The Orange County (Fla.) district is taking steps to limit the use of out-of-school suspensions to discipline students.
The Orlando Sentinel reports that, except for the most serious offenses, principals in Orange County schools are now required to consult with a supervisor before imposing out-of-school suspensions.
"The purpose is really to have information and to make sure we are doing all we can to really change the behavior of the students," says Deputy Superintendent Jesus Jara said.
Less serious infractions that could result in out-of-school suspensions in Orange include promoting gangs, fighting, smoking cigarettes at school and bullying. Principals now have to consult with their supervisors before imposing out-of-school suspensions for these types of offenses.
Wendy Doromal, president of the Orange County Classroom Teachers Association, says she supports approaches that focus on fixing bad behavior. But she notes that some teachers are concerned that other students may suffer if misbehaving classmates aren't removed from campus.
Orange students are slightly more likely to serve out-of-school suspensions than their peers in other Florida districts. About 1 in 15 Orange County students served out-of-school suspensions during the 2014-2015 school year, according to the Florida Department of Education, compared with 1 in 16 statewide.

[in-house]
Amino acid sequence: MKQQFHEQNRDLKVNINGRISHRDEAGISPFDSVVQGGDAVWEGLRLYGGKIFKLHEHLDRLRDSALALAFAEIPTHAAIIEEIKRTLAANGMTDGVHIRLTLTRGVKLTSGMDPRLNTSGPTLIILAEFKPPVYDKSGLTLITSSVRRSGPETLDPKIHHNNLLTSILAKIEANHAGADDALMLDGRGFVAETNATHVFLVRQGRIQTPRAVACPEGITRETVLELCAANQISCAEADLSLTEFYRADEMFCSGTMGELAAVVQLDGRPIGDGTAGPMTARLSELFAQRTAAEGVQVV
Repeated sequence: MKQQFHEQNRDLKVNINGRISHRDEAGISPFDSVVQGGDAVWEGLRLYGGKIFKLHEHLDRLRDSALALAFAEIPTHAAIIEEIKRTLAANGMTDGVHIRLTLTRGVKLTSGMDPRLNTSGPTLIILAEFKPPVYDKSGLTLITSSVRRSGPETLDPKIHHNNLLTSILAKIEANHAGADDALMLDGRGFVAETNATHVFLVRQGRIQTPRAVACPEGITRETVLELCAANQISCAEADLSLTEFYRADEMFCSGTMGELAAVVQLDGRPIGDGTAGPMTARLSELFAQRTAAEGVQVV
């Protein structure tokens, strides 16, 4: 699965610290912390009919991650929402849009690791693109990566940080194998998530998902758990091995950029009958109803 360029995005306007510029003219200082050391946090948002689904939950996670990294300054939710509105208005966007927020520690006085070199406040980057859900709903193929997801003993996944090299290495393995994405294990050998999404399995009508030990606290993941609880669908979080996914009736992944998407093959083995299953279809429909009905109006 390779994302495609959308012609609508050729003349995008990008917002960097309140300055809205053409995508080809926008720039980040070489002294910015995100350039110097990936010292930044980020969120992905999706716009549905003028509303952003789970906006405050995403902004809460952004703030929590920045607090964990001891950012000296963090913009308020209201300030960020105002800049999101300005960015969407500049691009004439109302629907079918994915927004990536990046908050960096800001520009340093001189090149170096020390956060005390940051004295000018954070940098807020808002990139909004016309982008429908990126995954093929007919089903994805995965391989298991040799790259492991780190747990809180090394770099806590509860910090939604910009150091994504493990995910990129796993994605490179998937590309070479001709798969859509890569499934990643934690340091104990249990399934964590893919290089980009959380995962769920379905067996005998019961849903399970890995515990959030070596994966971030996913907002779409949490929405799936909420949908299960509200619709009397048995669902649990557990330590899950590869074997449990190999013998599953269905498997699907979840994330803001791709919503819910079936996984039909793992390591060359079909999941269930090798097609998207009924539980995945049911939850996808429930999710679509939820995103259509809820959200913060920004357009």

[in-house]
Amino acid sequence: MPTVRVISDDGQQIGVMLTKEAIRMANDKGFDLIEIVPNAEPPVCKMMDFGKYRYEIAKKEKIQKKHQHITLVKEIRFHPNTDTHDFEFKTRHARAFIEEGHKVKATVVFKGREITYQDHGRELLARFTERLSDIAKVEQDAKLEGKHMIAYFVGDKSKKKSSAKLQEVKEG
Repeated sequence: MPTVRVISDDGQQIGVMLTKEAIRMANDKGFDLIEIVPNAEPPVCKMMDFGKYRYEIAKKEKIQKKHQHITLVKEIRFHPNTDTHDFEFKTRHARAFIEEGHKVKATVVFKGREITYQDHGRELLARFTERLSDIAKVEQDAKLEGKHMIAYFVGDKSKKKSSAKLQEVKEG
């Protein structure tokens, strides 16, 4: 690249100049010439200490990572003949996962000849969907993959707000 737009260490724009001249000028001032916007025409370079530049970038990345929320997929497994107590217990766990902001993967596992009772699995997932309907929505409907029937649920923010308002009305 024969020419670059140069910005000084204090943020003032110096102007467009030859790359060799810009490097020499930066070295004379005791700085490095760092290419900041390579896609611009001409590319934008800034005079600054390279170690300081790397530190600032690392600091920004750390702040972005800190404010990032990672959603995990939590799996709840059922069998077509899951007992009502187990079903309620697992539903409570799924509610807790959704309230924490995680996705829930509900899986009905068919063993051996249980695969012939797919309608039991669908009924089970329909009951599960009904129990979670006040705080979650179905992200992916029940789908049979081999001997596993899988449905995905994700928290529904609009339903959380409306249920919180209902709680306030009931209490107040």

Black students in Orange County schools were suspended more often—about 1 in 8, compared with 1 in 21 Hispanic students and 1 in 35 white students.
The change in the suspension policy comes as the U.S. Department of Education, teachers unions, and civil rights organizations have urged schools to keep students in school, citing research that shows out-of-school suspensions aren't effective and hurt students academically.
A few Florida districts have decided to eliminate out-of-school suspensions, including Miami-Dade County, which said in 2015 that students will attend "success centers" instead of being sent home.